A disc injection is used for relieving low back pain associated with discogenic pain from degenerative disc disease and other disc disorders. The medication most often used a corticosteroid, which decreases disc inflammation and offers immediate pain relief.
Disc injections are indicated for anyone who has back pain related to degenerative disc disease. Intervertebral discs lose flexibility and fluid content from wear-and-tear or injury, and this can cause pressure on nerves and back pain. Disc injections minimize the pain by reducing inflammation and stopping the nerves from transferring pain signals to the brain.
Intervertebral discs act as shock absorbers. The outer portion is referred to as the annulus fibrosus, and the inner portion is made of a jelly-like center (nucleus pulposus).
Before the disc injection procedure, a nurse will go over the risks and benefits with you and have you sign an informed consent form. The nurse will place an IV catheter in your arm to administer precautionary antibiotics and a mild sedative. You should bring someone to drive you home after the procedure.
The patient is positioned on his/her stomach, and the injection site is cleansed with a mild antiseptic. To elevate the back, a pillow is placed under the abdomen. The doctor uses a tiny needle to numb the skin, and then inserts a needle into the disc, using x-ray guidance. Once position is established, the doctor injects the disc with a corticosteroid, and possibly, and anesthetic agent. After the injection, the site is covered with a bandage.
The disc injection may also be performed with stem cell therapy, such as with bone marrow or amniotic derived stem cells. There are initial studies showing it works exceptionally well!
After the procedure, the patient is monitored for around 30 minutes. When the anesthetic wears off, mild discomfort at the injection site is expected. You should take it easy for a day or two, and avoid soaking in a tub or swimming for a few days.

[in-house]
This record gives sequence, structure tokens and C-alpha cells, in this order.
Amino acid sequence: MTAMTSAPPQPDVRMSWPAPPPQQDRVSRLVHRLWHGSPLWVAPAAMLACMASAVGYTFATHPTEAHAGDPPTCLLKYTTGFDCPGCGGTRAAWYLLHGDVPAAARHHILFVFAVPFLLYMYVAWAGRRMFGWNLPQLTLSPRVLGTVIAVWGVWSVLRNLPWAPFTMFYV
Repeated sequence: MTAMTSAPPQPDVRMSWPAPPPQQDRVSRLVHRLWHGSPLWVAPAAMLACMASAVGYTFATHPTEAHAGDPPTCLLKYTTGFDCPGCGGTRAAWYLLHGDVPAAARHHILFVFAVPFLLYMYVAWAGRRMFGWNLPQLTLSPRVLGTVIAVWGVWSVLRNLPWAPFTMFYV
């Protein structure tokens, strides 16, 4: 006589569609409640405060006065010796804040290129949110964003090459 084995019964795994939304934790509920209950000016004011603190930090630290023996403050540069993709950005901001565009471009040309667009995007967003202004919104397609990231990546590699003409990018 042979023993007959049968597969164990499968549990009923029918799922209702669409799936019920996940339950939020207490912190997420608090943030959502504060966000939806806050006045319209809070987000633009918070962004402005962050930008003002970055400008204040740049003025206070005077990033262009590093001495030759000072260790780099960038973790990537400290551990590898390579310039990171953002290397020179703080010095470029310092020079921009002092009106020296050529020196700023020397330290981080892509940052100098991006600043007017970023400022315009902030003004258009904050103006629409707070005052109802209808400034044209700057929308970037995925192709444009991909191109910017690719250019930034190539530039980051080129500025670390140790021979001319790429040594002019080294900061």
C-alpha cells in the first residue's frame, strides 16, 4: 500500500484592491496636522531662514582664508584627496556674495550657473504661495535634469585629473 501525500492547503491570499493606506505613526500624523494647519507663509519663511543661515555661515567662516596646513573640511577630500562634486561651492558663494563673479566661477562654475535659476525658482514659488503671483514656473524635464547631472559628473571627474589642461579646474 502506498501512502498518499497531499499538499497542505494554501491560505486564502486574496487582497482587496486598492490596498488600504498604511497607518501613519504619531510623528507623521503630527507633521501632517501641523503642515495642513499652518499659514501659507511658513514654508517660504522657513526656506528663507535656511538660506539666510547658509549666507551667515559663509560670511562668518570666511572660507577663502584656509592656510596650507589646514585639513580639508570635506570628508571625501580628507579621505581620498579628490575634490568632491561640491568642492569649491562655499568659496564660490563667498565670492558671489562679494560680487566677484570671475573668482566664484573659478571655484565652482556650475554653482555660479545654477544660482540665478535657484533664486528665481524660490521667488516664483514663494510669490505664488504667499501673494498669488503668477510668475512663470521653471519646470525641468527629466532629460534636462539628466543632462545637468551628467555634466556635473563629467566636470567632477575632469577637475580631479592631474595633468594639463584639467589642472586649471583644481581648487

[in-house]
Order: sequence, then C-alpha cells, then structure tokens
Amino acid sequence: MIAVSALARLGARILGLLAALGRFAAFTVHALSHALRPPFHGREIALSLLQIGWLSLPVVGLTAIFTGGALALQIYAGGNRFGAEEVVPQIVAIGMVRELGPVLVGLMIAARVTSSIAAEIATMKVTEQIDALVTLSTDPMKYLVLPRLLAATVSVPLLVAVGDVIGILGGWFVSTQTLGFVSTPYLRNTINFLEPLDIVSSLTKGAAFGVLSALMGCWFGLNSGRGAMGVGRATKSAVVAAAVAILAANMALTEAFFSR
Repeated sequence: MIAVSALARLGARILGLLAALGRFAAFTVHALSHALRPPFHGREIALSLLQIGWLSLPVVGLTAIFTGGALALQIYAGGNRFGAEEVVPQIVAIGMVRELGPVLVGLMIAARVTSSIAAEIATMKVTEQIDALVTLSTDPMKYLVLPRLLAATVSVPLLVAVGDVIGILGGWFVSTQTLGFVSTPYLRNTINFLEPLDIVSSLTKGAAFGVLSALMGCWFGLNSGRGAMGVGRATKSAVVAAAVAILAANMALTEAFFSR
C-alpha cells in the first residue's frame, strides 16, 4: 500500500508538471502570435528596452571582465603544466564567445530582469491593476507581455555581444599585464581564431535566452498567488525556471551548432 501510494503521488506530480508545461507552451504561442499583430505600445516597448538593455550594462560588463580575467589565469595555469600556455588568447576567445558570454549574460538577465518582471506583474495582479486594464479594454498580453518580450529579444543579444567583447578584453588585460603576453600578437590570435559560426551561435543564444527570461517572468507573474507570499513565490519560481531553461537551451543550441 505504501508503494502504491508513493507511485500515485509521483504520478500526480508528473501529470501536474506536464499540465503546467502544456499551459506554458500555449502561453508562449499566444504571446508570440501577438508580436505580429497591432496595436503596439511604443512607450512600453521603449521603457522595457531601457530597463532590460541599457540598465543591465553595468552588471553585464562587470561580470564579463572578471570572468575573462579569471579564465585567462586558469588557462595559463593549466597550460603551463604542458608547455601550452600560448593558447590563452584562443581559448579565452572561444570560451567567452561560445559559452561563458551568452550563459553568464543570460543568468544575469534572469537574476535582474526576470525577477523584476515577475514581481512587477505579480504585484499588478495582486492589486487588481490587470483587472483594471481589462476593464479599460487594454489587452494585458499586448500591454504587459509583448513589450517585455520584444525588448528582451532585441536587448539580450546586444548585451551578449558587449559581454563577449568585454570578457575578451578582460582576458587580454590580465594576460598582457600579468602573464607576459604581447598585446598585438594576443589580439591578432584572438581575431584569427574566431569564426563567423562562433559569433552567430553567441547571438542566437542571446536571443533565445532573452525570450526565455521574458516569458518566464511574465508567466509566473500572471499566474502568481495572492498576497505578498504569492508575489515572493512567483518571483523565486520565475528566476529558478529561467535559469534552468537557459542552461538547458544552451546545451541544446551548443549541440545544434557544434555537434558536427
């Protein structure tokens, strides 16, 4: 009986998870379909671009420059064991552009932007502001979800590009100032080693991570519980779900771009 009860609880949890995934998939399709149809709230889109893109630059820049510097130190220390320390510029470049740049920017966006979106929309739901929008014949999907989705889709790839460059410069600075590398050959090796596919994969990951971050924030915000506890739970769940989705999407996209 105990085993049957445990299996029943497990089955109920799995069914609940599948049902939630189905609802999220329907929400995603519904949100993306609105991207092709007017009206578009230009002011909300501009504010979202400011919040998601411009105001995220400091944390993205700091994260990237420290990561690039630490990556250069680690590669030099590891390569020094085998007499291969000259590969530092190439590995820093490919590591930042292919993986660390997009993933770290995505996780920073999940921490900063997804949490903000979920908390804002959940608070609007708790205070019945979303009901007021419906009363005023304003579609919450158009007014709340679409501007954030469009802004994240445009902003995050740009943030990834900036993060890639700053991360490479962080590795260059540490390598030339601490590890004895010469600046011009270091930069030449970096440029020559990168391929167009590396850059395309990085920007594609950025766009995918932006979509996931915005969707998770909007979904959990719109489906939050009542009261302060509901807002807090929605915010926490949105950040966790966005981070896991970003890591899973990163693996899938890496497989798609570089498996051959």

A disc injection is a safe procedure, but there are several risks involved. There is a chance of injury if an injection is not administered by an experienced doctor. The risks include infection, bleeding, increased pain, damage to a nerve, and blood vessel injury.
The bone marrow produces mesenchymal cells, which are often called stem cells. These cells can assist the body’s tissue to regenerate and rebuild themselves. There is limited blood flow to the disc, so delivering stem cells via an intradiscal injection is an option. To inject the disc, the doctor must obtain bone marrow from the hip bone first, and then inject it into the disc. Studies show that injection of stem cells improve maintenance of intradiscal water content and height.
Disc regenerative therapy is one treatment options for chronic back pain related to disc problems. With this procedure, the doctor injects a dextrose and glucosamine solution into the disc. This treatment promotes healing of injured discs by stimulating collagen fibers and increasing disc strength.
According to a clinical study, a single injection of stem cells into a degenerative disc will reduce low back pain for around 12 months. Researchers report that patients have more than 50% reduction in pain following stem cell injections.